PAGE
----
Thursday, September 27, 2007

In The Little City That Couldn't

In my city of employment---which I like to call "The Little City That Couldn't"---child poverty and infant mortality run rampant, as do drug abuse, violence, domestic violence, and crime. When measured against other small and medium-sized American cities, our little fiefdom is almost always ranked on the wrong end of the scale. Social service agencies abound, but is this little society truly being served?

Take mental health, for example. For our Medicaid patients, there is a small handful of behavioral health agencies which accept new patients. Most of these agencies have long waiting lists, and our patients in crisis often go without mental health services at the time that they truly need them. Due to the backlog of needy individuals, the local psychiatric emergency service is reknowned for turning away even the most blatantly suicidal patients. In a broken system, broken clients are served by broken clinicians employed by broken agencies which limp along on poor funding and frequent mismanagement. Sometimes, the streets seem to be teeming with the Walking Wounded, and we well-meaning clinicians who truly want to make a difference wring our hands in desperate impotence.

One of my patients desperately needs mental health treatment. This person would like to undergo treatment with Interferon and Ribavarin for chronic Hepatitis C, but the Interferon can cause debilitating depression and suicidality, thus, before beginning Interferon, the client must establish a relationship with a mental health professional. Unfortunately, there is at least a three-month wait for a mental health intake appointment. Following the intake, it could be another month or two before the client finally sits down with a new therapist. When it comes to seeing a psychiatrist or Clinical Nurse Specialist who can prescribe psychotropic medications, it may be another four months for that appointment. Sadly, due to our patients' frequently chaotic lives, missed appointments are all to common. If one too many appointments is missed, the client is put back on a waiting list and left to their own (often suboptimal) devices.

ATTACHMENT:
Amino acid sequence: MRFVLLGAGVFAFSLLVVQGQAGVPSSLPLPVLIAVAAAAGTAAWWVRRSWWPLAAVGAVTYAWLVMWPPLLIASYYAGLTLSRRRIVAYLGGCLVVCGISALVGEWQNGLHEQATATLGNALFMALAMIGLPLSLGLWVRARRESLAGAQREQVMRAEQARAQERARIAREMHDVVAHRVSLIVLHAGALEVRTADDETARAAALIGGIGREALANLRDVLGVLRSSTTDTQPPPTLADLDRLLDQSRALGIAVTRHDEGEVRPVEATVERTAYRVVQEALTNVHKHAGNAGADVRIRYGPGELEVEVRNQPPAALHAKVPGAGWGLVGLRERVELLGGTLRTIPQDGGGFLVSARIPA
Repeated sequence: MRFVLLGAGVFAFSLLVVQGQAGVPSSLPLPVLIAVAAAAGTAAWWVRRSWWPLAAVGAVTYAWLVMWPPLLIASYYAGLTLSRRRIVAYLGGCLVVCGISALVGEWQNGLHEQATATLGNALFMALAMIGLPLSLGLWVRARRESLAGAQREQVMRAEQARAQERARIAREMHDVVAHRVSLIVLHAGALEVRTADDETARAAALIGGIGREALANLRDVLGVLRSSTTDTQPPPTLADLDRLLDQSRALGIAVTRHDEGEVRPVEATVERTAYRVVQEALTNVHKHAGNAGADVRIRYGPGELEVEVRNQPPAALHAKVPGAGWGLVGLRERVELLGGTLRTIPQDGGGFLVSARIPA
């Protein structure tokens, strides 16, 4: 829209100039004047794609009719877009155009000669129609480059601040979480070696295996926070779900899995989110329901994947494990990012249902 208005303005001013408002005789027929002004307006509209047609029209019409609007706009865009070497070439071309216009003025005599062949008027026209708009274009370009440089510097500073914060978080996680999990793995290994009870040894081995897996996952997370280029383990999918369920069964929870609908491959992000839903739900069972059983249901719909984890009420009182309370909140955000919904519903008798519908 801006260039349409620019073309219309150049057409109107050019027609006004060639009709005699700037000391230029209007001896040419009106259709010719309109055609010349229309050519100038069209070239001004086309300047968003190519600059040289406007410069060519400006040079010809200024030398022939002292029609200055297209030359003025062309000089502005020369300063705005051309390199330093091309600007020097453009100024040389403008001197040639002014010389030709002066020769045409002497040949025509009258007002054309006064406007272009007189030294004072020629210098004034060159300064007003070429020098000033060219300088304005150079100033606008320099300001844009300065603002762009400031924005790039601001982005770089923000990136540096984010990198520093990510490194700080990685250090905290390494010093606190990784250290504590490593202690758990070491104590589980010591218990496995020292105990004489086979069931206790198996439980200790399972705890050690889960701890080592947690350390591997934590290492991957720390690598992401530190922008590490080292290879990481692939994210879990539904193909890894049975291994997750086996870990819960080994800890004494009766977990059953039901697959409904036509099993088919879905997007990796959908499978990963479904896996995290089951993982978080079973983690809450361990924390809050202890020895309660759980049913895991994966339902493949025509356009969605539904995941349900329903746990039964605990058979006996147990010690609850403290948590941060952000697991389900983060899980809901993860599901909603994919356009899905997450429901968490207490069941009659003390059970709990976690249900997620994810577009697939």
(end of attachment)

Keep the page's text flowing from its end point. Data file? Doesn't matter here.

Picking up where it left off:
A broken city simply cannot provide a strong enough safety net for its neediest citizens, and our little city often falls flat on its face vis-a-vis this ultimate responsibility. Be it mental health, environmental safety, public safety, transportation, substance abuse treatment or housing, many American cities fall far short of what they should be able to provide. With billions spent to support a seemingly pointless (and endless) War on Terror, where even returning veterans with PTSD are left out in the cold, our cities struggle to meet even the most minimal of their responsibilities.

Here in the trenches of human service, we cling to whatever lifeboats we can find, as do our clients. At times, we succeed in saving those in our care. At other times, we watch as our unfortunate charges slip away on the currents of social problems too large for us to tackle alone. Occasionally, the vicious undertoe will obliterate a client, and we face our failures alone on the shore. In this Little City That Couldn't, each day is another opportunity for success or failure, and we simply accept that both potential outcomes are part and parcel of the day to day struggle.
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